The Big Parade is a 1925 silent film. It tells the story of an idle rich boy who joins the US Army's Rainbow Division and is sent to France to fight in World War I, becomes friends with two working class men, experiences the horrors of trench warfare, and finds love with a French girl.
The film was groundbreaking for not glorifying the war or its human costs, exemplified by the lead character's loss of a leg from battle wounds. It heavily influenced all subsequent war films, especially All Quiet on the Western Front (1930). It was adapted by Harry Behn and King Vidor (uncredited) from the play by Joseph Farnham and the autobiographical novel Plumes by Laurence Stallings, and directed by Vidor. It stars John Gilbert, Renée Adorée, Claire Adams, Karl Dane, Robert Ober and Tom O'Brien.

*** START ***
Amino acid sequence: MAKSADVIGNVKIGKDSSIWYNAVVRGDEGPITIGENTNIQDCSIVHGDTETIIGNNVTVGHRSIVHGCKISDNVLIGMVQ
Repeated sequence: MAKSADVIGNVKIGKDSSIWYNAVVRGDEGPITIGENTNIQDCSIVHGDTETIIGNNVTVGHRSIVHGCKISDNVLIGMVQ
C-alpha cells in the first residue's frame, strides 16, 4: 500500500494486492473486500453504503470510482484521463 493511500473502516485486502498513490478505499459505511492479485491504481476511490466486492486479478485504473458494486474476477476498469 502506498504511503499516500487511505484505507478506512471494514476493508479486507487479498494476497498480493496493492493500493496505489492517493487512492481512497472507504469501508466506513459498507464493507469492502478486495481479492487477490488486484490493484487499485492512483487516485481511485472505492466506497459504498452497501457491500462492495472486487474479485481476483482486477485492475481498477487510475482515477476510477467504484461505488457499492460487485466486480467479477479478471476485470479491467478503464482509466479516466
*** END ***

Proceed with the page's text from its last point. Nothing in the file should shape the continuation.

The Big Parade was one of the greatest hits of the 1920s, boosting Gilbert's career, and making Adorée a major star. Renée Adorée would soon be diagnosed with tuberculosis and die only a few years later. The film is the highest grossing silent film in cinema history, grossing $18–$22 million. In some larger cities this film was shown for a year or more continuously.
After the film's producers found a